There have always been people who've tried this, with various intentions and various results. Sometimes this just results in burnout, and usually just makes you unbearable to be around. But this is one that seems to be gaining in popularity, driven in some cases by economic concerns.
First, remember that the University defines a "full-time student" as someone taking 12 credit-hours or more. In reality, a "full load" that will put you on track for graduation in 12 quarters is 15-17 credit hours, depending on your major, your college, etc. A rule of thumb that is generally not passed along clearly enough is that a good college course should require two hours of work for every hour in class (if it doesn't, you're settling for less that you could be getting); in other words, 17 credit-hours of courses gives you a 51-hour work week, which is pretty busy by most people's standards, but hardly impossible. And even if you're taking a full load, the reality of the situation is you usually have at least one course that requires less work than this (hint: this ain't it). But most of us need to work some to pay the bills, and usually a college student can handle a 15-20 hour work week, as long as he or she recognizes that time management is a skill that must be learned and cultivated.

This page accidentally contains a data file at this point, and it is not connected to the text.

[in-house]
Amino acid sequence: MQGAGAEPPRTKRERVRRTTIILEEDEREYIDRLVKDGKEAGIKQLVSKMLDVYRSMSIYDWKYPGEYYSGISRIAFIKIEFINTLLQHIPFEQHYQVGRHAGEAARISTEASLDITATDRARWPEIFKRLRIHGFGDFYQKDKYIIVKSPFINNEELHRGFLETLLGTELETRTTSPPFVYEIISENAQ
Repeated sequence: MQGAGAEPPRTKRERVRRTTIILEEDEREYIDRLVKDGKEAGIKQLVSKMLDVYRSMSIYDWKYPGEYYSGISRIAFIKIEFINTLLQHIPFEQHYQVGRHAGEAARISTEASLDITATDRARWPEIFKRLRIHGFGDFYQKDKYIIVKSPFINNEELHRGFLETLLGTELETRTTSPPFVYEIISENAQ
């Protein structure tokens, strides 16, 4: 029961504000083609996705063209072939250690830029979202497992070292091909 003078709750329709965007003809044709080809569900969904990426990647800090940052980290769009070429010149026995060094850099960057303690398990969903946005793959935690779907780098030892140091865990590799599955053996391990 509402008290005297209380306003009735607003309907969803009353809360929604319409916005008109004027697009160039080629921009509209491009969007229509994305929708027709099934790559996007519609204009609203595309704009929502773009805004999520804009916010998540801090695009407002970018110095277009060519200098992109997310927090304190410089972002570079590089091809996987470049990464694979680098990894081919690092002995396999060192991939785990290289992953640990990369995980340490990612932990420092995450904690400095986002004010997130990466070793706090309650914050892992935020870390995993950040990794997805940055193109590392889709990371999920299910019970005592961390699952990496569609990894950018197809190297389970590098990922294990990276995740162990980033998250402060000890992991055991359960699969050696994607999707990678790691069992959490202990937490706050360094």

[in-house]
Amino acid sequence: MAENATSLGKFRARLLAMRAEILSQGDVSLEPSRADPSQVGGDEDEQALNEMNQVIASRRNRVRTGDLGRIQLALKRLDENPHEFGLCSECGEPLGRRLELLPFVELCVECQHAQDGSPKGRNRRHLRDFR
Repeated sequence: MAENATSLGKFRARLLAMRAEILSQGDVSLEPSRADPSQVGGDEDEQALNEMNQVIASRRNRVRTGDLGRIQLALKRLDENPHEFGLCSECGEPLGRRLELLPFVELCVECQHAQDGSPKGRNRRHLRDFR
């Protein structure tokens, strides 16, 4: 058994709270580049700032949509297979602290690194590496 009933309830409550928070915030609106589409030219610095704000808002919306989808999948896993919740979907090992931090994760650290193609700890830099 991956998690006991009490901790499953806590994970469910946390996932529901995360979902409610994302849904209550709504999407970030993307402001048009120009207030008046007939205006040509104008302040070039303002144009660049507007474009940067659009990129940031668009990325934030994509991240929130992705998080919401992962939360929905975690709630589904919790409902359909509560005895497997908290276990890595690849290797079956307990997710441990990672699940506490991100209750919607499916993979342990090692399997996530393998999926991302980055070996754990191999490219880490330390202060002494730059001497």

Anything above these numbers you should think of as "over-commitment". But it has probably crossed your mind that you could save a lot of dough by taking extra classes since you don't have pay extra once you're taking 12 hours, and you'll graduate sooner. And if you work 30 or 40 hours a week now, you can live a little better, and maybe support an otherwise homeless car. Over-commitment is an easy thing to get started.
Over-commitment is a simple strategy for failing, though it can actually be physically exhausting. In other words, you can get nothing for a lot of effort. The worst possible outcome is that you don't fail, and manage to muck through four years at the University scraping by with a 2.00 GPA in an unchallenging major; the only job offer you'll get after graduating will be for the same job you have now ("you want fries with that?").
DON'T COME TO LECTURES
This is a strategy that seems to be gaining in popularity; my unofficial estimate is that there are about 50% more people doing this than were doing it 15 years ago. People who admit to it (at least to the professor, who is pretty clueless) usually claim it as part of the "over-commitment" strategy (see above); they're scheduled to do too many things, they have to prioritize, and their GEC courses are the balls that hit the floor in their juggling act.